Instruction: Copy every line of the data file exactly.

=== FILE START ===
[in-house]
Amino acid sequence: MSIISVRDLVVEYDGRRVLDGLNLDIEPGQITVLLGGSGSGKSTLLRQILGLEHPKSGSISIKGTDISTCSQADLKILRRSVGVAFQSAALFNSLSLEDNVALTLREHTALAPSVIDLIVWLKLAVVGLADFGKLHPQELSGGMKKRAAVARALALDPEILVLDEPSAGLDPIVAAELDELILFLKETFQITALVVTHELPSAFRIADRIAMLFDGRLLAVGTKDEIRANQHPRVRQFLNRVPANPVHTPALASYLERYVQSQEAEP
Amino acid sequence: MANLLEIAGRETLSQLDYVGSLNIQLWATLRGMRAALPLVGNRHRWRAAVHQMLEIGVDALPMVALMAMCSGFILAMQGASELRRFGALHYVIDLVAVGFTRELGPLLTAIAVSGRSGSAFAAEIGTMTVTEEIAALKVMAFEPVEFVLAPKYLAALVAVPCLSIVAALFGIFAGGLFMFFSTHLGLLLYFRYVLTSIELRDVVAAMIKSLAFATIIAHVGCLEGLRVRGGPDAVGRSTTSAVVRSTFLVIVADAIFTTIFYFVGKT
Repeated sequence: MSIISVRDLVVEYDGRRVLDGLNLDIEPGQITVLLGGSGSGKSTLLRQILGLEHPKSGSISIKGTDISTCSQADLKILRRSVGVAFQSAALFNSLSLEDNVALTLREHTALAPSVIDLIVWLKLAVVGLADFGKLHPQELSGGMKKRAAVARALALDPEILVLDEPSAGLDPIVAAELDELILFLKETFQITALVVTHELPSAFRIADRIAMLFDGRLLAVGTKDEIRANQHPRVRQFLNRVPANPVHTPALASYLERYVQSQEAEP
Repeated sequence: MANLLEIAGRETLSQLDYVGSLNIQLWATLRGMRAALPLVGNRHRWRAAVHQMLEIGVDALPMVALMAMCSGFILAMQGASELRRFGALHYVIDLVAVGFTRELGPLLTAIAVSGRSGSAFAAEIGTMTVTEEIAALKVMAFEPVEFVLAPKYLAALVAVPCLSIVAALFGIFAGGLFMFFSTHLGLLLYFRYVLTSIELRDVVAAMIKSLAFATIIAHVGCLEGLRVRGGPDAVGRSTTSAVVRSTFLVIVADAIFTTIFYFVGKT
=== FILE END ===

[in-house]
Amino acid sequence: MSIISVRDLVVEYDGRRVLDGLNLDIEPGQITVLLGGSGSGKSTLLRQILGLEHPKSGSISIKGTDISTCSQADLKILRRSVGVAFQSAALFNSLSLEDNVALTLREHTALAPSVIDLIVWLKLAVVGLADFGKLHPQELSGGMKKRAAVARALALDPEILVLDEPSAGLDPIVAAELDELILFLKETFQITALVVTHELPSAFRIADRIAMLFDGRLLAVGTKDEIRANQHPRVRQFLNRVPANPVHTPALASYLERYVQSQEAEP
Amino acid sequence: MANLLEIAGRETLSQLDYVGSLNIQLWATLRGMRAALPLVGNRHRWRAAVHQMLEIGVDALPMVALMAMCSGFILAMQGASELRRFGALHYVIDLVAVGFTRELGPLLTAIAVSGRSGSAFAAEIGTMTVTEEIAALKVMAFEPVEFVLAPKYLAALVAVPCLSIVAALFGIFAGGLFMFFSTHLGLLLYFRYVLTSIELRDVVAAMIKSLAFATIIAHVGCLEGLRVRGGPDAVGRSTTSAVVRSTFLVIVADAIFTTIFYFVGKT
Repeated sequence: MSIISVRDLVVEYDGRRVLDGLNLDIEPGQITVLLGGSGSGKSTLLRQILGLEHPKSGSISIKGTDISTCSQADLKILRRSVGVAFQSAALFNSLSLEDNVALTLREHTALAPSVIDLIVWLKLAVVGLADFGKLHPQELSGGMKKRAAVARALALDPEILVLDEPSAGLDPIVAAELDELILFLKETFQITALVVTHELPSAFRIADRIAMLFDGRLLAVGTKDEIRANQHPRVRQFLNRVPANPVHTPALASYLERYVQSQEAEP
Repeated sequence: MANLLEIAGRETLSQLDYVGSLNIQLWATLRGMRAALPLVGNRHRWRAAVHQMLEIGVDALPMVALMAMCSGFILAMQGASELRRFGALHYVIDLVAVGFTRELGPLLTAIAVSGRSGSAFAAEIGTMTVTEEIAALKVMAFEPVEFVLAPKYLAALVAVPCLSIVAALFGIFAGGLFMFFSTHLGLLLYFRYVLTSIELRDVVAAMIKSLAFATIIAHVGCLEGLRVRGGPDAVGRSTTSAVVRSTFLVIVADAIFTTIFYFVGKT